Monday, April 16, 2012


I often say facts are irrelevant. My wife (who taught school for over 30 years) always argues with me when I say that. I mean it, however. Facts are often disputed, even things we consider as facts.

I remember sitting next to a member of the New Jersey State Board of Education just before I was to give a speech. He was beaming with pride when he told me that finally the Board was insisting that kids learn important historical facts such as when the Civil War started. I was rather surprised and asked him when that was - when the first shot was fired on American soldiers by rebels?; when slavery was introduced into the United States?; when the North freed itself from the economic need for slaves and began to try and force the agrarian South to end slavery?; when Lincoln signed the Emancipation Proclamation?; when the first seven rebelling states declared they were no longer part of the Union but instead had formed The Confederate States of America? You can make an argument for all of these "dates." And it is totally unimportant, I think, to have to know them. Instead it is important to want to answer the question; to know how to gather information that might result in an answer; to know how to gather evidence necessary to answer the question; to sort thorough the evidence to reach a tentative conclusion or conclusions; and then to clarify the question and ask new questions in order to start this process all over again.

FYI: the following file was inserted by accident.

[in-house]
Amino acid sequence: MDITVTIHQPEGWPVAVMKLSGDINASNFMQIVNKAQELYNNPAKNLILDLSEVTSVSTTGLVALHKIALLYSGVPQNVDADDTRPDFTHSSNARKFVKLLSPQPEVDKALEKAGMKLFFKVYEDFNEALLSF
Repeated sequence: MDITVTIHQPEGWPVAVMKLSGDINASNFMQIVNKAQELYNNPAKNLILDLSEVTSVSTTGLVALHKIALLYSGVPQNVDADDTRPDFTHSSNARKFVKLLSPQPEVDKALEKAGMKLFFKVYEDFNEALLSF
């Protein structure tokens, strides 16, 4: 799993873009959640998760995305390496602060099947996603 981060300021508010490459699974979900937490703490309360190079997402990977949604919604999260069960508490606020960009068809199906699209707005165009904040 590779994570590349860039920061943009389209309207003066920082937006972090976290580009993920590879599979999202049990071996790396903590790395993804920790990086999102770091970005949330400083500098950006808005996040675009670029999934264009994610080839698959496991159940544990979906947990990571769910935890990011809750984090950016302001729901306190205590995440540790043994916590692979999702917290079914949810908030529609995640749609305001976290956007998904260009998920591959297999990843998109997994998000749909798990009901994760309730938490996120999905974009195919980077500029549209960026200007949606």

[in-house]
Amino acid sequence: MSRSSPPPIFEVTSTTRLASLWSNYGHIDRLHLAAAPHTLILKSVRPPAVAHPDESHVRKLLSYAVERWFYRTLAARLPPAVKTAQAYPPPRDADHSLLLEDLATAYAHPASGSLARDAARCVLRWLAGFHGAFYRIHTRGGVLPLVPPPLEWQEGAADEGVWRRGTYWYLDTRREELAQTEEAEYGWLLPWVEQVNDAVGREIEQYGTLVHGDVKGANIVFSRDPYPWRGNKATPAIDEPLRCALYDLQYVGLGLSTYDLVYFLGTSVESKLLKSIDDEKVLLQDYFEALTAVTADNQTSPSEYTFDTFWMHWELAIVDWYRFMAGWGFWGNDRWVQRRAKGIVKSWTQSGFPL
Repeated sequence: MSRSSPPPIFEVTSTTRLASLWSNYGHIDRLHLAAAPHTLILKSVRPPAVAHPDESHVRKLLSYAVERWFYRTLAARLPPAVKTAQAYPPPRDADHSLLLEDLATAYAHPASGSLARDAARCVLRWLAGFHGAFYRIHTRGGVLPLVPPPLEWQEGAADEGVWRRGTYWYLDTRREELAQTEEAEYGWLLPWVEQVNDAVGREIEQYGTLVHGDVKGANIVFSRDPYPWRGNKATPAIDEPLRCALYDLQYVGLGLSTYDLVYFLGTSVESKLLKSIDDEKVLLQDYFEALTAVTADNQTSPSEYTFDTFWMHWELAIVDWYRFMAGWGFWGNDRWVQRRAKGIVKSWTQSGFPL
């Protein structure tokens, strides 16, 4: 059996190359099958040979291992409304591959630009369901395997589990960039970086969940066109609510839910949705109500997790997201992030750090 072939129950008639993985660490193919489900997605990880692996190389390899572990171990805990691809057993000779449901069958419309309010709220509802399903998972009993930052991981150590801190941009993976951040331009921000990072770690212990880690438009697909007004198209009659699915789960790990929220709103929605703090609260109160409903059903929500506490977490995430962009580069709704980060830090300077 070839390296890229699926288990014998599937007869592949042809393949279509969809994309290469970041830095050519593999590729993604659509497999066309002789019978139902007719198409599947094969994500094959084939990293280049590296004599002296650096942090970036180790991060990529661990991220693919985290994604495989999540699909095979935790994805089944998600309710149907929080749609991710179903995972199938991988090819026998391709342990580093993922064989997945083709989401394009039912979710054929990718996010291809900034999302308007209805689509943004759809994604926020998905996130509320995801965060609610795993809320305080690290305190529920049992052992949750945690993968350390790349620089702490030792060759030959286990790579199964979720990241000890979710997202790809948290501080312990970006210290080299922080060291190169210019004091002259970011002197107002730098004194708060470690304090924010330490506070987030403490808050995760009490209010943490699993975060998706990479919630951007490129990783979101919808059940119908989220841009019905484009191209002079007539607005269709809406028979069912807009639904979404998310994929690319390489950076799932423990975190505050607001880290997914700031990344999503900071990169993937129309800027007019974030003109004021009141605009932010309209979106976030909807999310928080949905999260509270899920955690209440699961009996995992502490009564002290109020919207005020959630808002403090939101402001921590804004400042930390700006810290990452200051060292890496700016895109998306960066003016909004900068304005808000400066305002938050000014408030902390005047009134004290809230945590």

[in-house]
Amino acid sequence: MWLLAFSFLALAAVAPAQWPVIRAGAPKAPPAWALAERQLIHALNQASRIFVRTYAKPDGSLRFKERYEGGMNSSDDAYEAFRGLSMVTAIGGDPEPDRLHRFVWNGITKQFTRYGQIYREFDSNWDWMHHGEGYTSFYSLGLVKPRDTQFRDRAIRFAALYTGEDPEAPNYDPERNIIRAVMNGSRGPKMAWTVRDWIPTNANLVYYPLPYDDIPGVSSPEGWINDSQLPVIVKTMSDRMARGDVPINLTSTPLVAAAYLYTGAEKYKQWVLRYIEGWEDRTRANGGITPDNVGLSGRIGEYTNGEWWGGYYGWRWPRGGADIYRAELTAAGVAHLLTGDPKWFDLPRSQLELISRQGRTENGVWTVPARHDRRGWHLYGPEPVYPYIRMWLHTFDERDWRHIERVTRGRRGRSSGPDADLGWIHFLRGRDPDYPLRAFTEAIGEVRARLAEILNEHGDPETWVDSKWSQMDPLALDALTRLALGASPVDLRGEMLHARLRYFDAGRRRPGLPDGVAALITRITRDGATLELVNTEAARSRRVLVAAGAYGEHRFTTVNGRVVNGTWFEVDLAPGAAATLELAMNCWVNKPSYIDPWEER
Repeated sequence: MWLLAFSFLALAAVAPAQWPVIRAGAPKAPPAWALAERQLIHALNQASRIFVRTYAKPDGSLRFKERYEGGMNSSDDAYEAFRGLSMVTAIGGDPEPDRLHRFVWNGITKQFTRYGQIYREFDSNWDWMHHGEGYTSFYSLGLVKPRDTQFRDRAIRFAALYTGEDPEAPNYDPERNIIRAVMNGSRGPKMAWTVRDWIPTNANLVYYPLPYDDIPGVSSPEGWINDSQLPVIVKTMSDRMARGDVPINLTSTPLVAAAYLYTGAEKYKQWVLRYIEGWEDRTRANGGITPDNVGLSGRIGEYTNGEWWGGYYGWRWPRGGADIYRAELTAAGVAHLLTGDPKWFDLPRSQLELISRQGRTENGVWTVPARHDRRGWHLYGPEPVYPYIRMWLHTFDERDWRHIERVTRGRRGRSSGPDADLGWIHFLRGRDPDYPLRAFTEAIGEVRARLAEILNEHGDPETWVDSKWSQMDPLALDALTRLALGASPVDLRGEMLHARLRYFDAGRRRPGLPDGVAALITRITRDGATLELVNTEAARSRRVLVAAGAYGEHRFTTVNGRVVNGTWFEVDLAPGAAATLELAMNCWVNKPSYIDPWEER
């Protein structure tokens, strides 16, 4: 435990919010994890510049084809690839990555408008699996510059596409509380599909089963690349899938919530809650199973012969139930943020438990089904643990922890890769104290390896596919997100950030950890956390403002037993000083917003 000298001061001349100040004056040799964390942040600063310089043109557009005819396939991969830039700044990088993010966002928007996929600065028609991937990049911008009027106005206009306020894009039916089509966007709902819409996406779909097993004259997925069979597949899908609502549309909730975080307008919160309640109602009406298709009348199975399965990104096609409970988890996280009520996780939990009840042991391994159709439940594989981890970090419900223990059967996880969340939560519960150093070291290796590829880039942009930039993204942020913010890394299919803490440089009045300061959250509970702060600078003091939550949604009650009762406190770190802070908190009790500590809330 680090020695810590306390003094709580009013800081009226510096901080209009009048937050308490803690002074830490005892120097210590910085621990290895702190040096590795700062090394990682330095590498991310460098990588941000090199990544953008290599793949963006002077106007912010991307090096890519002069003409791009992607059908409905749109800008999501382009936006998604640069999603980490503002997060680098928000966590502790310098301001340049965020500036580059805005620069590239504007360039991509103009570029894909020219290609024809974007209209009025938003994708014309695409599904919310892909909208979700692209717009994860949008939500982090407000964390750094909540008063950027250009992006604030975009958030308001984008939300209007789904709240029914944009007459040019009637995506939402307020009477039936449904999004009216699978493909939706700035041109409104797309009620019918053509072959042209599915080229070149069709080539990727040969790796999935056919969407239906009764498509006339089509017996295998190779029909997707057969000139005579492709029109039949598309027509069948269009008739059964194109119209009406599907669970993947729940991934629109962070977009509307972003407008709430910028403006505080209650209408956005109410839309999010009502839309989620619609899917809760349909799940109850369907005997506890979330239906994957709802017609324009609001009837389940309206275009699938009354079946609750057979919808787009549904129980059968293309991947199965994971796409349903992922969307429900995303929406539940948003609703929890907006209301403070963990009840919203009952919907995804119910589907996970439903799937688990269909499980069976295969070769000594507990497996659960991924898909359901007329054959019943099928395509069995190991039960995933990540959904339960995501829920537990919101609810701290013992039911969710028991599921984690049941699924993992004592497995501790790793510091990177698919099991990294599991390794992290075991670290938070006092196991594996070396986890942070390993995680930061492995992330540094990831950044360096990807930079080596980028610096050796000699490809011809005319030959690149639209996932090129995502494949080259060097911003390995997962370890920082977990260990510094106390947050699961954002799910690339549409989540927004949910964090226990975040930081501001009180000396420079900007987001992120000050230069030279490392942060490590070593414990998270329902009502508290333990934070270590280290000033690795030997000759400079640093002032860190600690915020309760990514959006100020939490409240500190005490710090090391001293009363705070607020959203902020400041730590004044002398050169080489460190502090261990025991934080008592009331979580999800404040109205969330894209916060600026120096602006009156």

Many students tell me "It is easy to find someone's opinion about a topic on the internet but finding the actual facts isn't as easy." Correct. In fact we should be as skeptical of "facts" as of opinions. It is the thinking process that I see as critical for an educated person. If we merely dispense "facts" - our facts - then we fail as educators. If we only test for facts, we are doing our students a great disservice. We probably should not test for a knowledge of "facts" at all!